[17] “It’s the poverty, stupid” – I would like to pick up on this claim.

First of all it goes without saying that the VAST MAJORITY of those in poverty do not become addicted to heroin, or indeed any other, so called, ‘hard drugs’ – so I think it is almost impossible to blame poverty, alone?

Additionally, drug taking needs to be worked on diligently before full ‘addict’ status is finally awarded – addicts are not born overnight, so in this sense it might be argued that the road to problematic and self-destructive drug use provides any budding addict with a number of opportunities along that road to make different choices, albeit choices that are likely to be curtailed by a dysfunctional family background and only limited engagement with the educational system?

To my mind one of the central questions relating to various forms of drug use is whether or not we should MEDICALISE such behaviour, or instead regard it from an existential perspective (leaving aside the many physical problems that do arise such as blood born viruses, abscesses, cellulitis, thrombo-embolisms, endocarditis, not to mention the odd cardiac arrest, or cocaine induced acute coronary syndrome, etc, etc).

To offer a parallel example, supposing a serial a car thief was said to be suffering from some form of compulsive disorder or some type of addiction, as some medical authorities have suggested (perhaps couched in terms of personality disorder and so on) – wouldn’t it make sense to offer such offenders a state sponsored vehicle in just the same way a heroin addict is prescribed methadone to reduce risk to him/herself and indeed those family homes that would otherwise be burgled to feed the habit?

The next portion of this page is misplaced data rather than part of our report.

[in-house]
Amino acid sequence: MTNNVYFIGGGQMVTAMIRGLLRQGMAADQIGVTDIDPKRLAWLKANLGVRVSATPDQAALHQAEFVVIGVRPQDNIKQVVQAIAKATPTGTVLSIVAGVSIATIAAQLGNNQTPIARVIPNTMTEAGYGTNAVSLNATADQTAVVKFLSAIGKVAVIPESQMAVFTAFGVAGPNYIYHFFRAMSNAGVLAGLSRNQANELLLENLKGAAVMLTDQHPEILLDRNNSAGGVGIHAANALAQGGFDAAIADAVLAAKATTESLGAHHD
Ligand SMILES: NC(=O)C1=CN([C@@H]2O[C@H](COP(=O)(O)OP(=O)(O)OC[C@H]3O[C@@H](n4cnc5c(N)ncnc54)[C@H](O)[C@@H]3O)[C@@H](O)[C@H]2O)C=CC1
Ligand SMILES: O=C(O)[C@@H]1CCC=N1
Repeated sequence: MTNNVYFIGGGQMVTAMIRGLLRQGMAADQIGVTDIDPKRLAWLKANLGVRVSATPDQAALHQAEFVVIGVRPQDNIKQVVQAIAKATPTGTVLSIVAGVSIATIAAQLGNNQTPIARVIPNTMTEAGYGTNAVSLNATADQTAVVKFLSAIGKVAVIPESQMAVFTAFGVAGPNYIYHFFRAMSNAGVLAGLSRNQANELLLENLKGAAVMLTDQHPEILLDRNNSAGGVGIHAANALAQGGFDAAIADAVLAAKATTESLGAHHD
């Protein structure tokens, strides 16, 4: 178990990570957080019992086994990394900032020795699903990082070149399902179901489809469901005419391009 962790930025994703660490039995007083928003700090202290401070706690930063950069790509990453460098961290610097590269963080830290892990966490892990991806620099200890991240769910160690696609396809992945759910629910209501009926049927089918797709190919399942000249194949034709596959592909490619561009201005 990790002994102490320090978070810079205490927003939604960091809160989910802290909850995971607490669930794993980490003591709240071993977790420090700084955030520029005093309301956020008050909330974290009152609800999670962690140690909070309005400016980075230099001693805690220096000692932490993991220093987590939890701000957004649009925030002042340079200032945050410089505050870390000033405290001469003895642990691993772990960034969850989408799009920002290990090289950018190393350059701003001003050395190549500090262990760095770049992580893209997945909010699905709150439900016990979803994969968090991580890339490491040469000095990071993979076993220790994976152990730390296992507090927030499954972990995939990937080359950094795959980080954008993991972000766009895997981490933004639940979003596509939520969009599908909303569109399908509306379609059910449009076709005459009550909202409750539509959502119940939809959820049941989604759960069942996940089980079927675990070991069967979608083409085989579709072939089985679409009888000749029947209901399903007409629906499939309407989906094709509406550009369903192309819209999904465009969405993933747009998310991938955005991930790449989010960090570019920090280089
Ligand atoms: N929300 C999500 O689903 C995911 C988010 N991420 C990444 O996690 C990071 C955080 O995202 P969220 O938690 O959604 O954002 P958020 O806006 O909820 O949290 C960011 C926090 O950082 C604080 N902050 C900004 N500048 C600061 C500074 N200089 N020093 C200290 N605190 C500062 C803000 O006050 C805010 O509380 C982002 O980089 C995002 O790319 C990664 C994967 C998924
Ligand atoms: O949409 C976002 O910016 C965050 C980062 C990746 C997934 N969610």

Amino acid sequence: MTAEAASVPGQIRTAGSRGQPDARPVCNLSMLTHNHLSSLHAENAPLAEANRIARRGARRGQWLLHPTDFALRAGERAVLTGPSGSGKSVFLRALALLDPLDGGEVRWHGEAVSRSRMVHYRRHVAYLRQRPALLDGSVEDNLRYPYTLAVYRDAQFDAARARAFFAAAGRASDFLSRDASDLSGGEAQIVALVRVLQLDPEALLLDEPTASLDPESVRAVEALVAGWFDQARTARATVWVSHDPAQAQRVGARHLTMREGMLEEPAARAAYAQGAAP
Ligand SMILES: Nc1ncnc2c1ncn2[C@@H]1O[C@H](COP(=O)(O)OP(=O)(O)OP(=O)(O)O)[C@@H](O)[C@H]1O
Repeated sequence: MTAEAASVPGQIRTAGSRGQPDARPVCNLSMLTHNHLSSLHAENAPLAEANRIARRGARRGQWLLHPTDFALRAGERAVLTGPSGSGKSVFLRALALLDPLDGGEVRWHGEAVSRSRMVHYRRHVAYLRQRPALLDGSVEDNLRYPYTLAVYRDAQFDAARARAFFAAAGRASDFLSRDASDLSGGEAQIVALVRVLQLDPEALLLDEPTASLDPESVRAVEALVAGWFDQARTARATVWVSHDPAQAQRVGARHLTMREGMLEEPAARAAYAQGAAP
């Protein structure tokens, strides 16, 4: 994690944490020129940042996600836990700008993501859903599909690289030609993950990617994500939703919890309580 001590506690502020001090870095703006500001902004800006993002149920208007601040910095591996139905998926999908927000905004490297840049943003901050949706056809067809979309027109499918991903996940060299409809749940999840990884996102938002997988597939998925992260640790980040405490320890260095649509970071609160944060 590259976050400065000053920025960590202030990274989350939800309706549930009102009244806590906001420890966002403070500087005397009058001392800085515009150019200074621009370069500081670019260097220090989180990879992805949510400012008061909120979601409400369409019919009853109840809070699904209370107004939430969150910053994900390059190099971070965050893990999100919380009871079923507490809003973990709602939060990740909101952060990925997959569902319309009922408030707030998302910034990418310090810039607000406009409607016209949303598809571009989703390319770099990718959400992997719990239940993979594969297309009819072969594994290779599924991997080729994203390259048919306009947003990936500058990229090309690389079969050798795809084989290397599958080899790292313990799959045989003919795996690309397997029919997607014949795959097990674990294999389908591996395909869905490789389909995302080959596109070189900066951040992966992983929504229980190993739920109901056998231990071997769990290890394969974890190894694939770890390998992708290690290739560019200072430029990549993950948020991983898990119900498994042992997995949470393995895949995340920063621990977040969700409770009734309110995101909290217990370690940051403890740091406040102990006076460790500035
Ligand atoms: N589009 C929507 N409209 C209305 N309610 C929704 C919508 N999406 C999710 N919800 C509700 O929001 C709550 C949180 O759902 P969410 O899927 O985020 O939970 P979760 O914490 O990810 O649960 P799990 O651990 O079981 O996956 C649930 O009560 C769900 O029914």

As to the question of sponsored sterilisation – we all know it will have virtually no effect if we look at the burgeoning propensity for drug use compared to the population of addicts desperate enough to do almost anything for their next few bob?
Mind you, if somebody is crazy enough to do such a thing then it does rather beg the question as to their suitability as a prospective parent, one of the hardest jobs anybody can undertake, even in relatively favourable circumstances?

56. Nick Cohen is a Tory

Can I ask
Does this sterlisation offer open to middle class drug takers such as university students.
Does it include city workers wacked out on cocaine
Does it include celebrities, that would be nearly all of them
Does it include Amazonian Indians on raw cocaine

As for it being ‘voluntary’, that doesn’t seem to mean that “no salesmen will call”:

http://news.bbc.co.uk/1/hi/scotland/glasgow_and_west/10143746.stm

If you go to these clowns’ website, you’ll find that their board contains at least two ‘reverends’, a retired cop and a talk radio DJ.

Oh, and they also claim that “Project Prevention does not have the resources to combat the national problems of poverty, housing, nutrition, education and rehabilitation services.” So they treat symptoms rather than causes and target the poor for their ‘services’.

Sterilisation available on the NHS for free? Maybe, but in my experience you have to jump through hoops to get it.

59. the a&e charge nurse

[58] “Sterilisation available on the NHS for free? Maybe, but in my experience you have to jump through hoops to get it” – what?